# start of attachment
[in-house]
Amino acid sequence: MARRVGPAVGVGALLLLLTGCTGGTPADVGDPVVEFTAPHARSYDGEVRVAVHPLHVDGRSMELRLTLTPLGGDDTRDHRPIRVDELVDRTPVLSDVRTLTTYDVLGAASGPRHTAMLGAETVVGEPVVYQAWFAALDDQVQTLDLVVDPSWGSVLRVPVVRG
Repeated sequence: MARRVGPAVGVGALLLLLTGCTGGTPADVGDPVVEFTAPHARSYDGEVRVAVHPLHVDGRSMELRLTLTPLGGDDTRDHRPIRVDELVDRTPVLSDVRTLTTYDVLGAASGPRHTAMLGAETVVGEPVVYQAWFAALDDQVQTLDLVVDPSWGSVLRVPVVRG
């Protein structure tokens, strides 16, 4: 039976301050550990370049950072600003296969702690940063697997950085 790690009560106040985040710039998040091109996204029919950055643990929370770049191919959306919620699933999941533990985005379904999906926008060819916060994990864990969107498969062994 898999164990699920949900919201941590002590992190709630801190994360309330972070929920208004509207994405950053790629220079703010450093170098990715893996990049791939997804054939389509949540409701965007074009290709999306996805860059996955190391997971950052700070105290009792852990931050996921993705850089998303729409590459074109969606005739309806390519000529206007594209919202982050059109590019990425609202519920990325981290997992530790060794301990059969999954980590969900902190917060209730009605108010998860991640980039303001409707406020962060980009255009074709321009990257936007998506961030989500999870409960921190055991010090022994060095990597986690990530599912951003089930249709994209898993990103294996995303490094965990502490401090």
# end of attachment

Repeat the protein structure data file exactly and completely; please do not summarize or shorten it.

[in-house]
Amino acid sequence: MARRVGPAVGVGALLLLLTGCTGGTPADVGDPVVEFTAPHARSYDGEVRVAVHPLHVDGRSMELRLTLTPLGGDDTRDHRPIRVDELVDRTPVLSDVRTLTTYDVLGAASGPRHTAMLGAETVVGEPVVYQAWFAALDDQVQTLDLVVDPSWGSVLRVPVVRG
Repeated sequence: MARRVGPAVGVGALLLLLTGCTGGTPADVGDPVVEFTAPHARSYDGEVRVAVHPLHVDGRSMELRLTLTPLGGDDTRDHRPIRVDELVDRTPVLSDVRTLTTYDVLGAASGPRHTAMLGAETVVGEPVVYQAWFAALDDQVQTLDLVVDPSWGSVLRVPVVRG
């Protein structure tokens, strides 16, 4: 039976301050550990370049950072600003296969702690940063697997950085 790690009560106040985040710039998040091109996204029919950055643990929370770049191919959306919620699933999941533990985005379904999906926008060819916060994990864990969107498969062994 898999164990699920949900919201941590002590992190709630801190994360309330972070929920208004509207994405950053790629220079703010450093170098990715893996990049791939997804054939389509949540409701965007074009290709999306996805860059996955190391997971950052700070105290009792852990931050996921993705850089998303729409590459074109969606005739309806390519000529206007594209919202982050059109590019990425609202519920990325981290997992530790060794301990059969999954980590969900902190917060209730009605108010998860991640980039303001409707406020962060980009255009074709321009990257936007998506961030989500999870409960921190055991010090022994060095990597986690990530599912951003089930249709994209898993990103294996995303490094965990502490401090």